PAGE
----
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search of members of the outlawed sect. Youth in Mathare are constantly harassed by the police, who in many cases erroneously suspect them to be gang members. Some of the youth in the slums have joined MYSA, but there are others who have joined gangs such as Mungiki or the Taliban, mainly because of the high unemployment rates in the city. This has led to a blanket condemnation and distrust of young people by many residents who cannot distinguish between gang members and non-members. To make matters worse, opportunities for formal education for most youth are beyond their reach, and drug abuse and alcoholism fuelled by the local brews, such as the illicit chang'aa, are rife. Figure 1.1 City Wide Fear of Crime Surveys By Age (UN Habitat, 2002) 52% of Nairobi's 3 million residents worry about crime all the time 14

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Structure of Dissertation This dissertation is organized into five chapters. Chapter Two renews the literature on child and youth participation. I begin by examining the definitions of child and youth participation, \vith a focus on community service. I document a brief history of child and youth participation and identify some examples of participatory projects for young people, particularly in poor countries with conditions similar to Mathare slums. I review the impacts of participation, and conclude the chapter by looking at different challenges of child and youth participation in community service projects. These perspectives help me understand the experiences of young people in poor countries who are involved in improving their local environments and communities. Chapter Three outlines my research design and methodology. It describes the context of my research and the locations of the MYSA zones where the study was conducted. I include the profiles of participating informants, the process of selecting informants, the research instruments, and the process of data analysis. I conclude the chapter with a discussion of the advantages and limitations of my study methodology. Chapter Four presents my findings regarding the impacts of young people's participation in the MYS1\ Environmental Clean-Up Program. I identify and describe how the youth understand and view participation. I relate their involvement in the clean up activities to changes in their personal lives, their neighborhoods and their communities in general. I also discuss the role of adults and the roles of the l\fYSA youth in relation to the clean-up activities and community service in general. 15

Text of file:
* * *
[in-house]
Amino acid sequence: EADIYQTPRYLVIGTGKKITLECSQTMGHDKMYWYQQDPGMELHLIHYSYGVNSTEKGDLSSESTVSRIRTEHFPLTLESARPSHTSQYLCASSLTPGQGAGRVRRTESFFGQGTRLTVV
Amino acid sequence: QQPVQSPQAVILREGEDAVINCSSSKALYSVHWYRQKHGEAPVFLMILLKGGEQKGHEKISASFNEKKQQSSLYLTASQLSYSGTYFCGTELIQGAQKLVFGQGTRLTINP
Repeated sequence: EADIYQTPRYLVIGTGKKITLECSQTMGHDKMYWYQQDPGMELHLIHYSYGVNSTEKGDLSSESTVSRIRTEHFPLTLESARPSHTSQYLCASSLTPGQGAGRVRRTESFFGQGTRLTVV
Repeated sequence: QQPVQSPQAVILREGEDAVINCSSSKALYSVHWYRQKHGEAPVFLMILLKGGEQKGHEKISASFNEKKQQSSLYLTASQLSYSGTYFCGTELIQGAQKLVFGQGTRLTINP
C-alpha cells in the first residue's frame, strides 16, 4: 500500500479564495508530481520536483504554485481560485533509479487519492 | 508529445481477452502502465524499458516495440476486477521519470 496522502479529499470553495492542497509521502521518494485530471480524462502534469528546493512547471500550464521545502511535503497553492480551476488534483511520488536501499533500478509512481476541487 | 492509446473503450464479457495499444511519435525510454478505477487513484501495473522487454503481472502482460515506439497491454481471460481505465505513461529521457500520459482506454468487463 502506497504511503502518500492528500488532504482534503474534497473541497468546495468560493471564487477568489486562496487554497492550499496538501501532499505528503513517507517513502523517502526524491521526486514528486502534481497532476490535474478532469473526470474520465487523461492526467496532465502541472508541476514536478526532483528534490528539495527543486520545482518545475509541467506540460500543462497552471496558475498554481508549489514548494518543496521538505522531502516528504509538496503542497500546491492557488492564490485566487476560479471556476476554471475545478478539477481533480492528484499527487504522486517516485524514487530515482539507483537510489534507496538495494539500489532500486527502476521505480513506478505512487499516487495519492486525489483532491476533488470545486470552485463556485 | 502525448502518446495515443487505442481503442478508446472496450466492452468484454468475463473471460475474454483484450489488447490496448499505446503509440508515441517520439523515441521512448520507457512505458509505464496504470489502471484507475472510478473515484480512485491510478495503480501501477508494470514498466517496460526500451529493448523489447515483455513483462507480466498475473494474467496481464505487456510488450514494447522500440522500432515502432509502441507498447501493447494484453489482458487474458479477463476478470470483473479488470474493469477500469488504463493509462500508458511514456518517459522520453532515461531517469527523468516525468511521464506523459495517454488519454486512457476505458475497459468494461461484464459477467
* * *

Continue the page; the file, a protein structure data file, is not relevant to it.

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Chapter Fin: concludes my dissertation and discusses implications of the study tin dings for further research. I also look at the implications of the ;\JYS. \ clean-up actiYities in relation to the obligations of the Nairobi City Council and local municipal authorities. I ,essons from mY stud\ contribute to the literature on child and youth participation and prmide an opportunity for MYS.\ and other groups to retkct and make changes to their programs. 16